Saturday, 18 January 2020

Indonesia's Law Fails Victims of Sexual Harassment in Workplace

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  • Sexual harassment illustration. Doc: Aurelia Michelle

    Sexual harassment illustration. Doc: Aurelia Michelle

    TEMPO.CO, Jakarta - Sexual harassment is 'absolutely rampant' in Indonesian workplaces, and current laws often persecute victims rather than support them, experts say. Indonesian women, activists and victims believe it’s time for legal and social change.

    When feminist activist Kate Walton did research into sales promotion girls, they told her that none of their companies have any policies against sexual harassment.

    “There was one girl who told me she’d been harassed by a customer who grabbed her hand and wanted to get her phone number. She reported this to her supervisor who told her that she should go with it and maybe even if she wore sexier clothing she might sell more products.”

    In addition to employers not being sympathetic, the legal system also offers limited support, as is seen in the current case of sexual harassment victim Baiq Nuril Makum. Women’s rights activists are calling for legal and social change after she was sentenced to six months in jail for speaking out about her experience.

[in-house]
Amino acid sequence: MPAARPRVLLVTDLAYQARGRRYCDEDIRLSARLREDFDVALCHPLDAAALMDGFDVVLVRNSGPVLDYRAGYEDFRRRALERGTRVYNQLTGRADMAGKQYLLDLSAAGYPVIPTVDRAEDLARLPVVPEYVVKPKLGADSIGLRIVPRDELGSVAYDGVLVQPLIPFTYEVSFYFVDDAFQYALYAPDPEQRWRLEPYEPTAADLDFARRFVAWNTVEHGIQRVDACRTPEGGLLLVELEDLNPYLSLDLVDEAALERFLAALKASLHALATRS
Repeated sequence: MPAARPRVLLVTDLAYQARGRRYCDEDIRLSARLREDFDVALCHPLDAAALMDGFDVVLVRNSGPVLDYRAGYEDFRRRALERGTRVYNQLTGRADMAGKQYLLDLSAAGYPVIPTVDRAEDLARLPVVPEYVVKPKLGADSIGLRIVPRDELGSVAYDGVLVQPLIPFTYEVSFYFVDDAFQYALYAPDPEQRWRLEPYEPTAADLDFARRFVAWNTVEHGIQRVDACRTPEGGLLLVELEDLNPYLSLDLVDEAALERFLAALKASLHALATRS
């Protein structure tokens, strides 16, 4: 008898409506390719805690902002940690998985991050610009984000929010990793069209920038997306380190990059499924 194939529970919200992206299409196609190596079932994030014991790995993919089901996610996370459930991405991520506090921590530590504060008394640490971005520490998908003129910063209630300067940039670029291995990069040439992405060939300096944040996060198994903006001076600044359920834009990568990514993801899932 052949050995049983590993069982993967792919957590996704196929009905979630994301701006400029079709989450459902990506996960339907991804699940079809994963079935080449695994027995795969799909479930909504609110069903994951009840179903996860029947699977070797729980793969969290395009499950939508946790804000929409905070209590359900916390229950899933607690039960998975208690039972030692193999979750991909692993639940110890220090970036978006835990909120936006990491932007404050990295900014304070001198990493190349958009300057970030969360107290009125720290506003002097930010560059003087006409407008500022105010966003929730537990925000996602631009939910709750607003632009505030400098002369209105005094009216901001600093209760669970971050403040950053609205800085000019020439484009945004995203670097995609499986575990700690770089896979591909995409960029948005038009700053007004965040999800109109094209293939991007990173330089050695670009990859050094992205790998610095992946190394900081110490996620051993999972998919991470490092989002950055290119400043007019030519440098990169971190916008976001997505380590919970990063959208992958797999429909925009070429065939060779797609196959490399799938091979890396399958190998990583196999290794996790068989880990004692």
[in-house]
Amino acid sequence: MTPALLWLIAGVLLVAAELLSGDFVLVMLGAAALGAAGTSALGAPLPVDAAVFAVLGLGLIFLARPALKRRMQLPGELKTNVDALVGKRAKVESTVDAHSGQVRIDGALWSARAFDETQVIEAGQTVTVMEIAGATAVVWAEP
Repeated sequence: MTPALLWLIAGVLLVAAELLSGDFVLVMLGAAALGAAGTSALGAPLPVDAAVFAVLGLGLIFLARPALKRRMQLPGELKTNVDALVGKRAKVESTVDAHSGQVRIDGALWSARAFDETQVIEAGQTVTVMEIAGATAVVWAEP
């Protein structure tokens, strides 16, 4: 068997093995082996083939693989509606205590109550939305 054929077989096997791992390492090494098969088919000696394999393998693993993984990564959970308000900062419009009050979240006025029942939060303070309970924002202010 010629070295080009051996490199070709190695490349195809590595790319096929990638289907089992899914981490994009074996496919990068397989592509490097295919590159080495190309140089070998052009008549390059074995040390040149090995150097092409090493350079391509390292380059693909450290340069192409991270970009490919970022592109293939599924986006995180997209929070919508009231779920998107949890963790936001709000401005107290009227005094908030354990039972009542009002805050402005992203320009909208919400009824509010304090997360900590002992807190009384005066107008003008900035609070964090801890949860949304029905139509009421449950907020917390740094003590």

The 37-year-old administration officer at a West Nusa Tenggara High School, claims to have been verbally harassed by the principal, who allegedly phoned her several times and shared details of his sexual activities with another woman.

    After a recording of this phone call was circulated online, the Supreme Court found Nuril guilty of defamation, in violation of Indonesia’s electronic information and transactions law (‘ITE law’).

    Infographic 1 on sexual harassment. Credit: Chelsea Cosgrave

    Nirmala Ika, Psychologist and Executive Coordinator of the psychological non-profit organisation Yayasan Pulih, says Nuril’s case highlights a big problem with Indonesian law and encourages other sexual harassment victims to keep quiet. “The ITE law and laws relating to sexual harassment are not connected and do not support each other.”

    Walton says in Indonesian workplaces, sexual harassment is “absolutely rampant”, coming from customers, colleagues, supervisors and partners.

    “The ITE law is just one of the many barriers faced by women who want to report it,” she says.

    “One friend was telling me, just the other week, a manager and a younger female staff member were walking down the stairs and when she said ‘You go first,’ he replied, ‘No you go first. I’d like to look at your bum as you walk.’”

    But Walton says naming perpetrators or companies involved in sexual harassment can mean victims are socially ridiculed or even worse, sent to jail.